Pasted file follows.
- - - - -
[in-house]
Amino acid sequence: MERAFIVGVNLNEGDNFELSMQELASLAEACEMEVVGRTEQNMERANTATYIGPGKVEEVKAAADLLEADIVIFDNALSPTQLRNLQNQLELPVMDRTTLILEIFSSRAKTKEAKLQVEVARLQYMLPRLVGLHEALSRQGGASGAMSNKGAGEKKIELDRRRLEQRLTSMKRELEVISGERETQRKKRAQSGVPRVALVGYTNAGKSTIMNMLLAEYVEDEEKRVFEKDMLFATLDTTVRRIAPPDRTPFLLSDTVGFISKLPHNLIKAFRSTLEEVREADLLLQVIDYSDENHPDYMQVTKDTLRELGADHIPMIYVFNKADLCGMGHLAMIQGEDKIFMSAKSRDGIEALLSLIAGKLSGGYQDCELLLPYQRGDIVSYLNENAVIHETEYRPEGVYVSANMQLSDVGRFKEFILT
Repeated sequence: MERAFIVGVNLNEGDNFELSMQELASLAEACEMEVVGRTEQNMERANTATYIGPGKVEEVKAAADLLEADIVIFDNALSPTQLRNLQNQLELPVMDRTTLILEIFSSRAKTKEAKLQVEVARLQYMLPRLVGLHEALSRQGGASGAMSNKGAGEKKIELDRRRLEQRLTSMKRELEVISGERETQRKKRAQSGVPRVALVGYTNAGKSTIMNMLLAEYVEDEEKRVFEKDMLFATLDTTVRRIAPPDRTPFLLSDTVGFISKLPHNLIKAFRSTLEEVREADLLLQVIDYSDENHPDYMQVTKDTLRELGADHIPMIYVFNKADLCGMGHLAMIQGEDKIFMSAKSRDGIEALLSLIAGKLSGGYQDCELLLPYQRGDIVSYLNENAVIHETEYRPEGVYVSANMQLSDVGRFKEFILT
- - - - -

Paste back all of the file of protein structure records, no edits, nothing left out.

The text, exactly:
[in-house]
Amino acid sequence: MERAFIVGVNLNEGDNFELSMQELASLAEACEMEVVGRTEQNMERANTATYIGPGKVEEVKAAADLLEADIVIFDNALSPTQLRNLQNQLELPVMDRTTLILEIFSSRAKTKEAKLQVEVARLQYMLPRLVGLHEALSRQGGASGAMSNKGAGEKKIELDRRRLEQRLTSMKRELEVISGERETQRKKRAQSGVPRVALVGYTNAGKSTIMNMLLAEYVEDEEKRVFEKDMLFATLDTTVRRIAPPDRTPFLLSDTVGFISKLPHNLIKAFRSTLEEVREADLLLQVIDYSDENHPDYMQVTKDTLRELGADHIPMIYVFNKADLCGMGHLAMIQGEDKIFMSAKSRDGIEALLSLIAGKLSGGYQDCELLLPYQRGDIVSYLNENAVIHETEYRPEGVYVSANMQLSDVGRFKEFILT
Repeated sequence: MERAFIVGVNLNEGDNFELSMQELASLAEACEMEVVGRTEQNMERANTATYIGPGKVEEVKAAADLLEADIVIFDNALSPTQLRNLQNQLELPVMDRTTLILEIFSSRAKTKEAKLQVEVARLQYMLPRLVGLHEALSRQGGASGAMSNKGAGEKKIELDRRRLEQRLTSMKRELEVISGERETQRKKRAQSGVPRVALVGYTNAGKSTIMNMLLAEYVEDEEKRVFEKDMLFATLDTTVRRIAPPDRTPFLLSDTVGFISKLPHNLIKAFRSTLEEVREADLLLQVIDYSDENHPDYMQVTKDTLRELGADHIPMIYVFNKADLCGMGHLAMIQGEDKIFMSAKSRDGIEALLSLIAGKLSGGYQDCELLLPYQRGDIVSYLNENAVIHETEYRPEGVYVSANMQLSDVGRFKEFILT